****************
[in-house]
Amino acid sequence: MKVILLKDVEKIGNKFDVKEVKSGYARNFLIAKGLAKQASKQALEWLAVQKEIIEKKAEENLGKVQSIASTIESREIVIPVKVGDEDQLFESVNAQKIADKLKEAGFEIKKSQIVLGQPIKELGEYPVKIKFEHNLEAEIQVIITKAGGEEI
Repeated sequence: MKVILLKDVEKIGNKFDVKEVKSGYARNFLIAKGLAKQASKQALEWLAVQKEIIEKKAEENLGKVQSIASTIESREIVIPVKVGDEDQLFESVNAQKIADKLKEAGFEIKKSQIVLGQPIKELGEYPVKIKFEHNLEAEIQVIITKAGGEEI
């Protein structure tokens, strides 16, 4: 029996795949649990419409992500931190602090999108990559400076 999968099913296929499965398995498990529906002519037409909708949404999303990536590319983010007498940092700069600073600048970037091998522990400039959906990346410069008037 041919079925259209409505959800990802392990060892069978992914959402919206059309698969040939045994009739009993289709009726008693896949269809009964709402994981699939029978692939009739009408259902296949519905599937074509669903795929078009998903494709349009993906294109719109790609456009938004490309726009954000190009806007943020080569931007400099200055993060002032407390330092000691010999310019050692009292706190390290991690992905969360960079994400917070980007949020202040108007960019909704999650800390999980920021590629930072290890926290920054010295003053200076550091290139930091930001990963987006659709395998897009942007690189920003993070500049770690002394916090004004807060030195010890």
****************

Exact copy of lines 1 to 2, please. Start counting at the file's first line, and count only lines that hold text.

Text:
[in-house]
Amino acid sequence: MKVILLKDVEKIGNKFDVKEVKSGYARNFLIAKGLAKQASKQALEWLAVQKEIIEKKAEENLGKVQSIASTIESREIVIPVKVGDEDQLFESVNAQKIADKLKEAGFEIKKSQIVLGQPIKELGEYPVKIKFEHNLEAEIQVIITKAGGEEI